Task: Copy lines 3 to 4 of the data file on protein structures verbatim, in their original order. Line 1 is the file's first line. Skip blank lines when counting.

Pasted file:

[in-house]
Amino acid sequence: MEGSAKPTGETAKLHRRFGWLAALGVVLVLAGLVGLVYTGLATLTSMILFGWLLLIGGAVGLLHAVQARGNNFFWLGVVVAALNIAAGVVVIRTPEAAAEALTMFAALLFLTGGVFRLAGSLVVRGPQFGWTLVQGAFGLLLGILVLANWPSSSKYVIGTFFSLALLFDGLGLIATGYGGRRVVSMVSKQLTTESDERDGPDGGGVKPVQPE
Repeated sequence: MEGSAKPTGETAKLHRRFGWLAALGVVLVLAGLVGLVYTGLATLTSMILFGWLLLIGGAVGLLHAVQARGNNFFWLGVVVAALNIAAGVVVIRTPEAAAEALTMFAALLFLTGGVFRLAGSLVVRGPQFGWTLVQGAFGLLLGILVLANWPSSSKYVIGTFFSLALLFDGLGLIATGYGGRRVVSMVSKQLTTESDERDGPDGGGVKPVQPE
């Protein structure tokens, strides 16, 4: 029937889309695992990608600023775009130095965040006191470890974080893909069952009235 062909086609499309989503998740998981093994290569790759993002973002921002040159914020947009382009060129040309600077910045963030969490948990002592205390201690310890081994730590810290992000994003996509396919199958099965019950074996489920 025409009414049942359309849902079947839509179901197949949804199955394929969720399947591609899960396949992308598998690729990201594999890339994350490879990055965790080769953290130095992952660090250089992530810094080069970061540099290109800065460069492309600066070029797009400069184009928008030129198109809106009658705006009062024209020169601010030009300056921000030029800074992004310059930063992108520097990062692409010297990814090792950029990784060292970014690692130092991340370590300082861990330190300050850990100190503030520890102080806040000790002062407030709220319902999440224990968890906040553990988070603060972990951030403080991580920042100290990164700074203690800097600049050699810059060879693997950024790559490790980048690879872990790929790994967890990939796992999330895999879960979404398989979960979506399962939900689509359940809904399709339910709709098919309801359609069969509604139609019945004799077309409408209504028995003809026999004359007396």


Repeated sequence: MEGSAKPTGETAKLHRRFGWLAALGVVLVLAGLVGLVYTGLATLTSMILFGWLLLIGGAVGLLHAVQARGNNFFWLGVVVAALNIAAGVVVIRTPEAAAEALTMFAALLFLTGGVFRLAGSLVVRGPQFGWTLVQGAFGLLLGILVLANWPSSSKYVIGTFFSLALLFDGLGLIATGYGGRRVVSMVSKQLTTESDERDGPDGGGVKPVQPE
């Protein structure tokens, strides 16, 4: 029937889309695992990608600023775009130095965040006191470890974080893909069952009235 062909086609499309989503998740998981093994290569790759993002973002921002040159914020947009382009060129040309600077910045963030969490948990002592205390201690310890081994730590810290992000994003996509396919199958099965019950074996489920 025409009414049942359309849902079947839509179901197949949804199955394929969720399947591609899960396949992308598998690729990201594999890339994350490879990055965790080769953290130095992952660090250089992530810094080069970061540099290109800065460069492309600066070029797009400069184009928008030129198109809106009658705006009062024209020169601010030009300056921000030029800074992004310059930063992108520097990062692409010297990814090792950029990784060292970014690692130092991340370590300082861990330190300050850990100190503030520890102080806040000790002062407030709220319902999440224990968890906040553990988070603060972990951030403080991580920042100290990164700074203690800097600049050699810059060879693997950024790559490790980048690879872990790929790994967890990939796992999330895999879960979404398989979960979506399962939900689509359940809904399709339910709709098919309801359609069969509604139609019945004799077309409408209504028995003809026999004359007396």